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The best photo organizing software in 2021: get your images in order!

best photo organizing software
(Image credit: Adobe)

It’s all very well snapping away thousands of photos and tucking them away on a hard disk because “you’ll use them one day”, but roll on months or even years and it’s hard to know where your photos are. Don’t spend hours scrolling through miscellaneous folders trying to find the photo where Uncle Larry fell in the paddling pool at the birthday party, let a photo organizing software do it all for you.

These days, as well as providing an easy visual layout of photo thumbnails and allowing for key search terms or ratings to filter out results, the organizational software will actually scan your photos automatically for key features. Artificial Intelligence (AI) continues to power our image editing software evermore and the same is true for photo organization, too. Many of the key players now allow users to search for things like “cat” or “birthday” to return appropriate results without ever having keyworded or organized photos. While some add further skills by allowing for basic or even complex image editing in-house as well.

Whether you’re looking for a photo organizing software to neaten your professional workflow, or just something to keep on top of phone snaps you take of family and friends, there’s something for everyone. So no matter if you’re looking for something cheap and cheerful, or want to pay to get some enhanced features, take a look below to find your best photo organizing software in 2021.

Best photo organizing software in 2021

(Image credit: Jason Parnell-Brookes)

The best photo organizing software overall, though images must be imported first

Specifications
Compatible with: Windows 10 64-bit 1909 or later, macOS Catalina (10.15) or later
Payment model: Annual subscription paid monthly
Free trial: 7 days
Reasons to buy
+Smart Collections for automatic organization+Excellent searching options
Reasons to avoid
-More costly than some-Limited support for older OS

Not only is Adobe Lightroom Classic a fantastic non-destructive image editor capable of batch processing images with ease, but it has a top-notch image editing organization function that stands up to professional workflows.

When you plug in external devices or memory cards, you’ll be greeted with a suite of importing options. You can add and tweak keywords, create and place photos in Collections or Smart Collections, and apply Develop presets to files during the import process for faster image editing workflow. It even gives the option to avoid importing suspected duplicates in order to keep the software running nice and efficiently.

Unfortunately, without this import process, viewing photos on the storage device can’t be done like other organizers on this list. Still though, once the user buys into this method of working Lightroom Classic becomes fantastically powerful and excellent for both managing photos and editing them alike. Sort images into Collections to keep photos of specific subjects in one place, or create Smart Collections to have Lightroom Classic automatically add images to each Collection based on rules set by the user (such as specific keywords, ratings, or flags).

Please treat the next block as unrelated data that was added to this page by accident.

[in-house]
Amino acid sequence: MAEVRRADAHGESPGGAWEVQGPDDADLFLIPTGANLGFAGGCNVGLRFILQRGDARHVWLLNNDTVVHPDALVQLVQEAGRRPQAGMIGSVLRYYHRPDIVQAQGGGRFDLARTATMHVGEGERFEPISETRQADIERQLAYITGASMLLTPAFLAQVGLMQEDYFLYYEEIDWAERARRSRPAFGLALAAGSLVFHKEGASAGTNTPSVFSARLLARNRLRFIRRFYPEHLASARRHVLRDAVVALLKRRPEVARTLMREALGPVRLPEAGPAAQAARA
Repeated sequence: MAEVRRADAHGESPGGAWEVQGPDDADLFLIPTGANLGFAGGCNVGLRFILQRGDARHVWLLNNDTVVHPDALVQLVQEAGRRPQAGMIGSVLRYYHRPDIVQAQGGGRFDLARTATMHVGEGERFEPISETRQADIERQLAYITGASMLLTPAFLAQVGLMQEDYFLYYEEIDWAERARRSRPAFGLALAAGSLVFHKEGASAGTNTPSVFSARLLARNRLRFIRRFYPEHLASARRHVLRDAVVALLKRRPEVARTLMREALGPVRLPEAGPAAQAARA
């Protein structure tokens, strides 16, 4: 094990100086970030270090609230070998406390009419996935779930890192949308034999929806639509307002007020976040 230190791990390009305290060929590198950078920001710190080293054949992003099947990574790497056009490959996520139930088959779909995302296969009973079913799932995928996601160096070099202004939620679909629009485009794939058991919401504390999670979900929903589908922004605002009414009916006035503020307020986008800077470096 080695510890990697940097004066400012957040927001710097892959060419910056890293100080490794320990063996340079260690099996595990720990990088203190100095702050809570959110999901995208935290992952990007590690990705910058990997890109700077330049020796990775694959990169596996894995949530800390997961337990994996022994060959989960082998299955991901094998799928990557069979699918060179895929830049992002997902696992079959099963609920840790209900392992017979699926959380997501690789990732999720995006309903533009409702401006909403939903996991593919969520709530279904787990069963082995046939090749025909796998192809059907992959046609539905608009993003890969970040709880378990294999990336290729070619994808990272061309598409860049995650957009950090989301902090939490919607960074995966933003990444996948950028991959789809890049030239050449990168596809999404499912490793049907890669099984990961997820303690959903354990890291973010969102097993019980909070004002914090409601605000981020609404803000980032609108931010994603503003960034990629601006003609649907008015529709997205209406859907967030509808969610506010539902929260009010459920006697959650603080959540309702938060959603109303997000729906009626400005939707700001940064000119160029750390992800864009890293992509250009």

Note that Lightroom (not Classic) is the web version. It has advantages of its own, but more limited organizing tools and you have to pay extra for the non-optional online storage. See Adobe Lightroom vs Lightroom Classic.

(Image credit: Adobe)

2. Adobe Bridge

Best photo organizer software for working across Adobe apps

Specifications
Compatible with: Windows 10 64-bit version 1909 or later, macOS v10.15 or later
Payment model: Free or as part of Creative Cloud subscription
Free trial: N/A
Reasons to buy
+Lots of organizational tools+Multiple views/layouts+Direct folder browsing
Reasons to avoid
-Basic Collections-Cross-folder searches are slow

Adobe Bridge is similar to Lightroom Classic without the complex editing suite. Actually, for file viewing and organization it could be argued that Bridge is much easier to use since it has easy access to EXIF data views so it works brilliantly for content creatives, like Art Directors, who need this information without any of the extra editing features.

The navigation layout is superb with the views being split into six different categories, with more to boot. Essentials mode displays the directory, files contained in the selected folder, and a full read-out of EXIF data. If you’re building a brand or working on a specific project with multiple photos and other files then you can synchronize design styles and assets across devices using Creative Cloud Libraries. 

For those used to the Lightroom Classic layout, the filmstrip view may be the simplest way to navigate and organize photos. A useful Output tab puts power in the user’s hands by offering tools to create contact sheets in a variety of paper size formats. It includes options for displaying grids and margins, adding headers and footers, or even applying watermarks to protect intellectual property.

It’s not just about organizing photos either, Adobe Bridge is suitable for working on a wide range of file types, from 3D textures to InDesign documents and almost any other file format you can make with Adobe software, within reason.

(Image credit: Rod Lawton)

3. Apple Photos

The best Apple-based photo organizer

Specifications
Compatible with: macOS, iOS
Payment model: Free (payment for upgraded storage)
Free trial: N/A
Reasons to buy
+Free to use with compatible devices+Intelligent AI-powered search options
Reasons to avoid
-Apple devices only-Some features only available on latest models

Images taken with iPhones or iPads live in the Apple Photos app. From here you can search for, edit, and share images online. Fortunately, Apple has done a great job at making it simple to find photos and videos here. Apple Photos collates images into year, month, and day order, to make finding photos and videos faster. Intelligent curation using on-device machine learning removes clutter by choosing what it considers the best shots from a series of similar images, which clears up the interface and makes it easier to select photos.